Fact Sheet: When can a PBC charge a Fee For Service?

Fact Sheet: When can a PBC charge a Fee For Service?

What are Future Act Notices (“FAN”)?

As a Registered Native Title Body Corporate (“RNTBC”), your Prescribed Body Corporate (“PBC”) can receive numerous Future Act Notices (“FAN”) from various government departments. Each FAN seeks a response from your PBC which comes at a direct cost to the PBC in terms of time, effort and often the provision of knowledge and expertise.


Public or Private Sector requests

Your PBC may also be approached by public and private sector entities to provide services such as:
• technical matters where your PBC or RNTBC has statutory responsibilities (such as matters to do with native title future acts and cultural heritages); or
• engagement by your PBC in formal consultations or informal feedback (such as in relation to the development of government policies and programs).
How do these requests affect your PBC?

The time and energy involved in reviewing, consulting, and preparing a response to FANs or public and private sector requests puts a strain on the limited resources and capacity of employees and directors of a PBC.

Through its officers (i.e. directors) or employees, the PBC is required to respond to queries, notifications and requests, analyse and assess proposals or drafts, participate in meetings and a wide range of other tasks to ensure any response provided protects their rights at law.

When can a PBC charge a Fee For Service?

To perform some of the functions under the Native Title Act (s60AB) and the PBC Regulations, an RNTBC can charge a fee to Governments, mining companies or others for their services. An RNTBC can charge fees for the following activities:

• receiving and processing notices relating to future acts.
• negotiating agreements under either the right to negotiate provisions of the NTA or alternative State or Territory provisions.
• negotiating ILUAs or the compulsory acquisition of land.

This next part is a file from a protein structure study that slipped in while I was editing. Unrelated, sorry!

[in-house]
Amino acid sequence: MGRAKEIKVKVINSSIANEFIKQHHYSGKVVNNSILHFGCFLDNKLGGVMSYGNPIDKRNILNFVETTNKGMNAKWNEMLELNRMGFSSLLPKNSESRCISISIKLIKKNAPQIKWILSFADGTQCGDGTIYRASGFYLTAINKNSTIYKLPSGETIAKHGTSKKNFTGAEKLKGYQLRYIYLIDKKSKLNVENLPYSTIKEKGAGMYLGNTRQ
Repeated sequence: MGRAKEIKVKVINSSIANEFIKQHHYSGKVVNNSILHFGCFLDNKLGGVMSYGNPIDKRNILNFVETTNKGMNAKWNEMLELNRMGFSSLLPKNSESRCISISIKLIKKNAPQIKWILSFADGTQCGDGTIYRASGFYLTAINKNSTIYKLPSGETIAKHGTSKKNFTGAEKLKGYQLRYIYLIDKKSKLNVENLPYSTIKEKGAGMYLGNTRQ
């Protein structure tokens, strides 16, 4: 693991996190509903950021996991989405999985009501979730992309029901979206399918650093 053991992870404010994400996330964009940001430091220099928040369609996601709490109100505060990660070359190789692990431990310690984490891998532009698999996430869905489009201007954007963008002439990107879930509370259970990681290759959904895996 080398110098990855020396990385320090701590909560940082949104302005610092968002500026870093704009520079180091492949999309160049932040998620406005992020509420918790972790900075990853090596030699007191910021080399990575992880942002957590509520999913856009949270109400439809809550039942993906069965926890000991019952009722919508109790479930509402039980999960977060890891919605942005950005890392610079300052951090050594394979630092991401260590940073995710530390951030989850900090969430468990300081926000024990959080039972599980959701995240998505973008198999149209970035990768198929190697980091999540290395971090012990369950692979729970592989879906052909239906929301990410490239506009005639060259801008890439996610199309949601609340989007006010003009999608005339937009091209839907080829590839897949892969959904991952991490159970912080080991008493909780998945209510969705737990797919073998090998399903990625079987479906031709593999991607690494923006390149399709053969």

• commenting or making submissions on future acts.
• consultation on future acts.
• consulting with native title holders and obtaining their free, prior and informed consent to do something that will affect their native title rights and interests.
• exercising other procedural rights.

When can’t a PBC charge a Fee For Service?

An RNTBC cannot charge a fee to their common law holders, another RNTBC, a native title representative body or service provider and persons who claim to hold native title in relation to relevant land or waters.

Fees cannot be charged for being a party in any court proceedings or participating in certain other proceedings or inquiries specified in subsection 60AB(5) of the Native Title Act.

How much can a PBC charge?

The PBC must first determine what services it provides in meeting obligations under the Native Title Act, and whether it is reasonable to charge for those services. PBCs can set their own fees but they must be related to ‘costs incurred’ in performing one of the functions (section 60AB(3)). The important threshold in the Native Title Act is that the fee cannot amount to a tax.


Who can help identify your PBC fees?

Under section 60AC of the Native Title Act, the Registrar of Indigenous Corporations has the powers to give an opinion on fees your PBC intends to charge. If the fee is unfit, the Registrar’s opinion is final and the RNTBC must withdraw that charge.


Contact us at info@parallaxlegal.com.au if you would like the full downloadable fact sheet.